Unless your home is a barn, it’s probably got insulation in it.
Having adequate insulation is important for keeping heat inside during the winter and outside during the summer. It helps us stay comfortable and keeps our HVAC systems from working too hard.
The thing is your insulation might not be insulating you all that well.
Home renovations, sloppy installation, lax pre-2000s building codes – a variety of factors can impact the performance of your insulation. And since most insulation lives in our attics, crawl spaces, and walls, any problems with it are very “out of sight, out of mind.” All you know is that it’s hard to stay comfortable during temperature extremes and your utility bills are always high.
What you should do about those problems depends on you, your home, and your insulation situation. That being said, knowing a bit more about what insulation does (and what it doesn’t do) can help you determine whether it’s time to make changes.
What insulation is and what it isn’t
Traditional fiberglass or cellulose insulation creates a thermal barrier. As such, it keeps heat inside or outside your home’s building envelope. Its purpose is to inhibit the movement of heat – that’s it.
It is not an air barrier. Air can still pass through fiberglass and cellulose, and air contains heat. Therefore, the more air that passes through your insulation, the more heat your insulation has to block. When that air is significantly hotter than the air on the other side of the insulation – like indoor air during winter or outdoor air during summer – it’s harder for your insulation to keep the heat in (or out).
Here’s one way to think of it. Let’s say you’re insulating a small shed. On one side of the shed, there’s a large hole leading to the outdoors. Instead of nailing a board over the hole, you just shove a fiberglass batt against it. Done, right? Well, not quite.
Every time you run a space heater inside the shed, it seems like it never shuts off. The reason is that the warm air created by the heater quickly escapes through the hole in the wall – it hardly matters that the insulation is there.
Here’s the lesson: To optimize the effectiveness of your thermal barrier (insulation), you should optimize your air barrier, too.
But what’s an air barrier?
Air sealing: the common missing link between insulation and comfort
As we’ve written before, warm air moves from the bottom of a structure to the top or, in the summertime, from the top of a structure to the bottom. Respectively, we know these phenomena as the stack effect and reverse stack effect.
In the context of insulation, it means you should prioritize the areas above your ceiling (attic insulation) and below your floor (crawl space insulation). After that, go for the walls. If most homes already have these things covered, which they do, where’s the issue?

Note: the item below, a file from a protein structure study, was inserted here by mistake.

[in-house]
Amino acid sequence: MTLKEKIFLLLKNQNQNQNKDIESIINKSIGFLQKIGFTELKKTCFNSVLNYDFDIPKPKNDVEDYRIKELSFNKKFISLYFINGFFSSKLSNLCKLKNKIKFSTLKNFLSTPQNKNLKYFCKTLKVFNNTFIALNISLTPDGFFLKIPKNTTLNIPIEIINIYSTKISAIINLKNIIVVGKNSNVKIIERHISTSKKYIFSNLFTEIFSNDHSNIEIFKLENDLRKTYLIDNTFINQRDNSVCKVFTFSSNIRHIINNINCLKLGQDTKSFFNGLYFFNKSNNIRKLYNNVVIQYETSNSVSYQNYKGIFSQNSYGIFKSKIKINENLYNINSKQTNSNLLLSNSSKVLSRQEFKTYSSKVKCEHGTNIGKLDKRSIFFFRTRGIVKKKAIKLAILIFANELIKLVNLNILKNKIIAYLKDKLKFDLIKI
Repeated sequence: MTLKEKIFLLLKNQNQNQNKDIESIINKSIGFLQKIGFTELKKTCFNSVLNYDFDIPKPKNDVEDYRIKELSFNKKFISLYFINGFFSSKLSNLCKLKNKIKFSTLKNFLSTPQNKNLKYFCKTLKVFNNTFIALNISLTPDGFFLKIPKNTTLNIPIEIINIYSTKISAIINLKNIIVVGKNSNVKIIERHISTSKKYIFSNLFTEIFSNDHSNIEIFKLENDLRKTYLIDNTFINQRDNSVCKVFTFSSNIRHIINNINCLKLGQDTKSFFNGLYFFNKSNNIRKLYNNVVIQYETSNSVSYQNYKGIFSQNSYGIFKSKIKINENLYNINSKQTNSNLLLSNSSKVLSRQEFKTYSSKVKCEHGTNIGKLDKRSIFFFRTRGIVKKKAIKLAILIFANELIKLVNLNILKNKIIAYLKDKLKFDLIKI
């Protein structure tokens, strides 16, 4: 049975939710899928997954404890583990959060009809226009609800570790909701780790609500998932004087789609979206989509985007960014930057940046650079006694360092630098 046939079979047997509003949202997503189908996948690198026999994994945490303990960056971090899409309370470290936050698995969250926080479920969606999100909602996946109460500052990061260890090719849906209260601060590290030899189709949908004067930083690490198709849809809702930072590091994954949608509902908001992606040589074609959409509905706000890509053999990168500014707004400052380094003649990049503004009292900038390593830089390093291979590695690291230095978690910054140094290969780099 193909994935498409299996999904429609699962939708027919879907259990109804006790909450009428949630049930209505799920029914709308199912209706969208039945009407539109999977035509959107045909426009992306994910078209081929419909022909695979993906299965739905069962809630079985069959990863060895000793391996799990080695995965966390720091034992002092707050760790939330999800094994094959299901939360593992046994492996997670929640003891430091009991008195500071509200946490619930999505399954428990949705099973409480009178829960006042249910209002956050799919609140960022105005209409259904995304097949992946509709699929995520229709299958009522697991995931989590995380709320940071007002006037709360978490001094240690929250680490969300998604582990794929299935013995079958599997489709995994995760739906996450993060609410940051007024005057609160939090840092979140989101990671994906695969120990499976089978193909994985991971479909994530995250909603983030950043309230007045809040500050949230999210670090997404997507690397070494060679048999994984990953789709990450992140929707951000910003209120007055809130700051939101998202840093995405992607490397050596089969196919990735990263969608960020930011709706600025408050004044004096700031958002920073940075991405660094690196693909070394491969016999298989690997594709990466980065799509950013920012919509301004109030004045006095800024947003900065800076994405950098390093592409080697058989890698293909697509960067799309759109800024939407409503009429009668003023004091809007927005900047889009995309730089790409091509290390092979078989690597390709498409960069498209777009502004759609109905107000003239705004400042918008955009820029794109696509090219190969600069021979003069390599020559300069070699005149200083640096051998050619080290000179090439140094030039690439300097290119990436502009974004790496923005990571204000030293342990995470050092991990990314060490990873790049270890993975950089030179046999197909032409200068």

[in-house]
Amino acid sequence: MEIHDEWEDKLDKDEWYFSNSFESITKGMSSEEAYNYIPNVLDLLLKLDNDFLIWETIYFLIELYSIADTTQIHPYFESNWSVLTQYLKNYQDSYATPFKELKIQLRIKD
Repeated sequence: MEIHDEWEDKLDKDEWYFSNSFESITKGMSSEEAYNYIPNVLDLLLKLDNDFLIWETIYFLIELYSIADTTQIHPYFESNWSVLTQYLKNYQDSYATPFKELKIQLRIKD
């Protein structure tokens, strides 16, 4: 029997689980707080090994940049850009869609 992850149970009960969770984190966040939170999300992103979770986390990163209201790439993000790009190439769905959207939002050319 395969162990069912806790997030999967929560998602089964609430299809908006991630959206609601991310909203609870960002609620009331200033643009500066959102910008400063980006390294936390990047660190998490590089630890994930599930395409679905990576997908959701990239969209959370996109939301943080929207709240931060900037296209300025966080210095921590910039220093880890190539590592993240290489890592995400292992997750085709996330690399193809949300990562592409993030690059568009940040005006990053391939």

Enter air sealing. Most homes do have insulation in the attic, crawl space, and walls, but they rarely contain barriers that prevent warm air from penetrating gaps and cracks around:
- Wires and cables
- Bath fans
- Lighting and ceiling fans
- Attic hatch doors
- Electrical outlets
Those might seem like small gaps and cracks. Individually, they are. Cumulatively, however, they can amount to leaving a window open all year round! This is known as “air leakage,” and preventing it is key to improving comfort, lowering your energy bills, and getting the most from your insulation.
Older homes usually have poor insulation and no air sealing. Here’s how to fix that:
Ok, pre-2000s homes aren’t necessarily “old.” A two-story, masonite-clad home built in 1980 isn’t all that old when you compare it to a brick ranch from the 60s or a 1920s bungalow. That being said, home construction in years past rarely prioritized air-sealing the envelope.
Typical insulation R-values also used to be much lower than they are now. Your insulation’s R-value refers to the level of thermal resistance it provides. The higher the R-value, the more effective the insulation. The R-value of insulation in newer homes is often more than twice what you find in older ones!
Nowadays, best practices for properly air sealing and insulating your home’s building envelope include:
- Sealing all attic and crawl space penetrations with foam: You need to do this before adding insulation. In existing homes, you can remove the attic and crawl space insulation temporarily, air-seal the gaps, and then replace the insulation.